What is happening in America stems from a psychosis that can be traced back hundreds of years. In his grand jury testimony in the case of Michael Brown, Ferguson police officer Darren Wilson described what he felt was the menacing face of the young man. “He looked up at me and had the most intense aggressive face,” Wilson said. “The only way I can describe it, it looks like a demon, that’s how angry he looked.”

What would make an 18-year-old boy look like that? Fear. Why would you be afraid of an 18-year-old boy? A history that says blacks are three-fifth human relegates blacks to the status of animals. The fear will always be there. Whether it is a police officer pulling over a black man at a routine traffic stop, or a white woman clenching her purse when a black man passes by, or store security eyeing a black customer, it is an instinctive feeling: they are demons, animals.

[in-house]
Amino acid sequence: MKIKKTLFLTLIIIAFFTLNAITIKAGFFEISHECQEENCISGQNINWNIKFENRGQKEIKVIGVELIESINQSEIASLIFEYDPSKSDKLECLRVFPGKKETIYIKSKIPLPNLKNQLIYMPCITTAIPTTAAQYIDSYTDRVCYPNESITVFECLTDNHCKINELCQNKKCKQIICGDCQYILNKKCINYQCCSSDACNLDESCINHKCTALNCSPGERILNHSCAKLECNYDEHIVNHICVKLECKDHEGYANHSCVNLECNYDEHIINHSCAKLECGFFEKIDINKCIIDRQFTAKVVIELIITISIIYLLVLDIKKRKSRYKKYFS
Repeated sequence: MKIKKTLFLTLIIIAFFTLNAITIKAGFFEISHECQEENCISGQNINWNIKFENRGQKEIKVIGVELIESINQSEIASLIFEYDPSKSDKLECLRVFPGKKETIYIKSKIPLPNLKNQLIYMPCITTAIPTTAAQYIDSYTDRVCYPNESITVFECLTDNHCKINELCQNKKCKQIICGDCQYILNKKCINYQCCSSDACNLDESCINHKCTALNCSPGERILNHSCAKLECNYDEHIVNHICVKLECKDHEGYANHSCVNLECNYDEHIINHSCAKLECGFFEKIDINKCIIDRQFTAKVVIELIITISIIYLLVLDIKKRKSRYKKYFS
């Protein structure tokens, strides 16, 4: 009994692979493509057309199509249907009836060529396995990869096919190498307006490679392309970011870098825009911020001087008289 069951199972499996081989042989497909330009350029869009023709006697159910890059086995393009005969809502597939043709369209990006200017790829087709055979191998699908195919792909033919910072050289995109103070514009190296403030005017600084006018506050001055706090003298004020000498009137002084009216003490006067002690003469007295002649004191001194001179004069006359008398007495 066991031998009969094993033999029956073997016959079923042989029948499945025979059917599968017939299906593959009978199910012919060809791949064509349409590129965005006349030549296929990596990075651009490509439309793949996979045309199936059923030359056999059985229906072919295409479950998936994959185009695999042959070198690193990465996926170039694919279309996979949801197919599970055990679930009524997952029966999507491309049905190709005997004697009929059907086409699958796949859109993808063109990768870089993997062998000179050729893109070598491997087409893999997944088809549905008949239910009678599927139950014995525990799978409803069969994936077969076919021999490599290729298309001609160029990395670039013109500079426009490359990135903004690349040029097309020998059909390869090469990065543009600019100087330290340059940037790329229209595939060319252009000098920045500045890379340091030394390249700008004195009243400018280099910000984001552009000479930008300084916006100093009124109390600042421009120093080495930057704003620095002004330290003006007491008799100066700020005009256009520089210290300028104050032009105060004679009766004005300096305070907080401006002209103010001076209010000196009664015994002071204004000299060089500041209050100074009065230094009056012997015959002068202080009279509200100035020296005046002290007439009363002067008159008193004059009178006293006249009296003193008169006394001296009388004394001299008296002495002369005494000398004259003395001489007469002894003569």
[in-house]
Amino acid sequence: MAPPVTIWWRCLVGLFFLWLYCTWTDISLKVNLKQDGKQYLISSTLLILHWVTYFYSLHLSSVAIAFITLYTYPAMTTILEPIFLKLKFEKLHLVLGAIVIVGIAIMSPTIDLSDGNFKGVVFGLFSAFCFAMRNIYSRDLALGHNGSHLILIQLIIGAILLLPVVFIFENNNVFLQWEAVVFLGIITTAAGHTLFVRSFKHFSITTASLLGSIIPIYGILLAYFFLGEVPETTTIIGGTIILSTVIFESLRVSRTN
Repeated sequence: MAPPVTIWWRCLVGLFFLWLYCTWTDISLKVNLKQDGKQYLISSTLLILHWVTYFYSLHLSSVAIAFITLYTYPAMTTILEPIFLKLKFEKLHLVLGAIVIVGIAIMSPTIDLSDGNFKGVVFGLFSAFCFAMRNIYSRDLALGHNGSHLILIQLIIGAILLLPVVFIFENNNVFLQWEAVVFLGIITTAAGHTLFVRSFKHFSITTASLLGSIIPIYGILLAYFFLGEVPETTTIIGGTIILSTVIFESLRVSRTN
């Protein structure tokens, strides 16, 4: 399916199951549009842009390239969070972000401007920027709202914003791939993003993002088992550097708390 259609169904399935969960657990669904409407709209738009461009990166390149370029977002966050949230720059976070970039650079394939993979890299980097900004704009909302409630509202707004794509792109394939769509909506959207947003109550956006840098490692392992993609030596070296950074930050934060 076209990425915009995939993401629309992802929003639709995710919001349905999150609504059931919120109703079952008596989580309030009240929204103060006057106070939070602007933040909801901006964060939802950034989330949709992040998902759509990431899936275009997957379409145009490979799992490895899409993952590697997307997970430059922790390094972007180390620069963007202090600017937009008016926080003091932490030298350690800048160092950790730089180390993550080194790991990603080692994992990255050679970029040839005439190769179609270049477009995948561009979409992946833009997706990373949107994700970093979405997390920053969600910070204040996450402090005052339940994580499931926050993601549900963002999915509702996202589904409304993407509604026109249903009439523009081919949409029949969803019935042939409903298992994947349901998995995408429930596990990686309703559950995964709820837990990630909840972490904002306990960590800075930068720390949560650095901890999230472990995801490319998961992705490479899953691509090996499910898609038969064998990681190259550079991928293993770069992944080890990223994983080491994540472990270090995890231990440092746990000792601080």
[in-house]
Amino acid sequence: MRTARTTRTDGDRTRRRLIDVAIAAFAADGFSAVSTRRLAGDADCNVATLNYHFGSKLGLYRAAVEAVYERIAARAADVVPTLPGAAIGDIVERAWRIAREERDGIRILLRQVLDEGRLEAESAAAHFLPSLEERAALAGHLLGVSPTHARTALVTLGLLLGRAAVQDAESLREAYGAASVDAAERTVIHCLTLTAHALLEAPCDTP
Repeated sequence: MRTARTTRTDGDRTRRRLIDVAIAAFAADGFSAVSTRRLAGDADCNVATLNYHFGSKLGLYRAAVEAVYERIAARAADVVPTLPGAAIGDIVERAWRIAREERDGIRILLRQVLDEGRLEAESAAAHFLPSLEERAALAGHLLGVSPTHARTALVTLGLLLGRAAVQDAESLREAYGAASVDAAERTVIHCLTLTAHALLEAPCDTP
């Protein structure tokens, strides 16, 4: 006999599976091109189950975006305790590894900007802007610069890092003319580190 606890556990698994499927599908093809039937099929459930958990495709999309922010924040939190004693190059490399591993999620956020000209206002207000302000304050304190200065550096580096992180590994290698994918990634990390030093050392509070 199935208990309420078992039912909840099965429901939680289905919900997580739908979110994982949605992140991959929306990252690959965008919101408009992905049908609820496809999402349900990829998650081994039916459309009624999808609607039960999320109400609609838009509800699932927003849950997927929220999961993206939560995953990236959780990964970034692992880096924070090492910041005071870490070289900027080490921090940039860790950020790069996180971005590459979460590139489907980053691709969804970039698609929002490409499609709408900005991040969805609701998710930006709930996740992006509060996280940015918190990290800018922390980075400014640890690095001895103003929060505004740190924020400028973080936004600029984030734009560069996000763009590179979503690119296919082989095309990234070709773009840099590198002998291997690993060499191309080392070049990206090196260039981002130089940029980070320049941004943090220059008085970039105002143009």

Stony the Road We Trod
On election night in 2012, as President Obama was winning re-election against Republican challenger Mitt Romney, the Fox television commentator Bill O’Reilly declared: “The white establishment is now the minority.”